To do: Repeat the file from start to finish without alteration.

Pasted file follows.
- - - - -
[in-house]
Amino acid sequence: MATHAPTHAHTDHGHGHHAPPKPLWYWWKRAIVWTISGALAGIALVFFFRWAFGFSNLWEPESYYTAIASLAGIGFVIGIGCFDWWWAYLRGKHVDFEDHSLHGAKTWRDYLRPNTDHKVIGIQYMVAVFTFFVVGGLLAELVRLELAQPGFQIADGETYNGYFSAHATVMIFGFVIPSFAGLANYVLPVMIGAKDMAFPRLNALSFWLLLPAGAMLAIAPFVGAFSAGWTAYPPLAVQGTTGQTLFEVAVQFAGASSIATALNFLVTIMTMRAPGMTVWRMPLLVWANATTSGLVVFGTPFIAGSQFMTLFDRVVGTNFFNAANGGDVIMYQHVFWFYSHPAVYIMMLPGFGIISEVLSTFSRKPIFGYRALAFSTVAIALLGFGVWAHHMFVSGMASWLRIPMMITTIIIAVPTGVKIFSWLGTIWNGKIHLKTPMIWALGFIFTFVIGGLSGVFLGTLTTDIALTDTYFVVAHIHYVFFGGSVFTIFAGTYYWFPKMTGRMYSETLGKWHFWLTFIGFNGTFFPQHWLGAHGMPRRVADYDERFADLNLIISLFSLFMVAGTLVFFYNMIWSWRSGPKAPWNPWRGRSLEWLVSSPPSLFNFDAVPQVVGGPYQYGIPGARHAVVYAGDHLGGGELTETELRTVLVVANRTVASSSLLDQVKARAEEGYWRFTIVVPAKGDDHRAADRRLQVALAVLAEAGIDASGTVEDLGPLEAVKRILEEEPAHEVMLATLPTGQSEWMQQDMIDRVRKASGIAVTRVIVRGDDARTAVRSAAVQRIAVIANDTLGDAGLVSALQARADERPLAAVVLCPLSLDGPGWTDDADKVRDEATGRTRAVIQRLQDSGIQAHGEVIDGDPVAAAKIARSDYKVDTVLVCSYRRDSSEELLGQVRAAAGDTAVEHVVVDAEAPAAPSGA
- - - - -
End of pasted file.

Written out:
[in-house]
Amino acid sequence: MATHAPTHAHTDHGHGHHAPPKPLWYWWKRAIVWTISGALAGIALVFFFRWAFGFSNLWEPESYYTAIASLAGIGFVIGIGCFDWWWAYLRGKHVDFEDHSLHGAKTWRDYLRPNTDHKVIGIQYMVAVFTFFVVGGLLAELVRLELAQPGFQIADGETYNGYFSAHATVMIFGFVIPSFAGLANYVLPVMIGAKDMAFPRLNALSFWLLLPAGAMLAIAPFVGAFSAGWTAYPPLAVQGTTGQTLFEVAVQFAGASSIATALNFLVTIMTMRAPGMTVWRMPLLVWANATTSGLVVFGTPFIAGSQFMTLFDRVVGTNFFNAANGGDVIMYQHVFWFYSHPAVYIMMLPGFGIISEVLSTFSRKPIFGYRALAFSTVAIALLGFGVWAHHMFVSGMASWLRIPMMITTIIIAVPTGVKIFSWLGTIWNGKIHLKTPMIWALGFIFTFVIGGLSGVFLGTLTTDIALTDTYFVVAHIHYVFFGGSVFTIFAGTYYWFPKMTGRMYSETLGKWHFWLTFIGFNGTFFPQHWLGAHGMPRRVADYDERFADLNLIISLFSLFMVAGTLVFFYNMIWSWRSGPKAPWNPWRGRSLEWLVSSPPSLFNFDAVPQVVGGPYQYGIPGARHAVVYAGDHLGGGELTETELRTVLVVANRTVASSSLLDQVKARAEEGYWRFTIVVPAKGDDHRAADRRLQVALAVLAEAGIDASGTVEDLGPLEAVKRILEEEPAHEVMLATLPTGQSEWMQQDMIDRVRKASGIAVTRVIVRGDDARTAVRSAAVQRIAVIANDTLGDAGLVSALQARADERPLAAVVLCPLSLDGPGWTDDADKVRDEATGRTRAVIQRLQDSGIQAHGEVIDGDPVAAAKIARSDYKVDTVLVCSYRRDSSEELLGQVRAAAGDTAVEHVVVDAEAPAAPSGA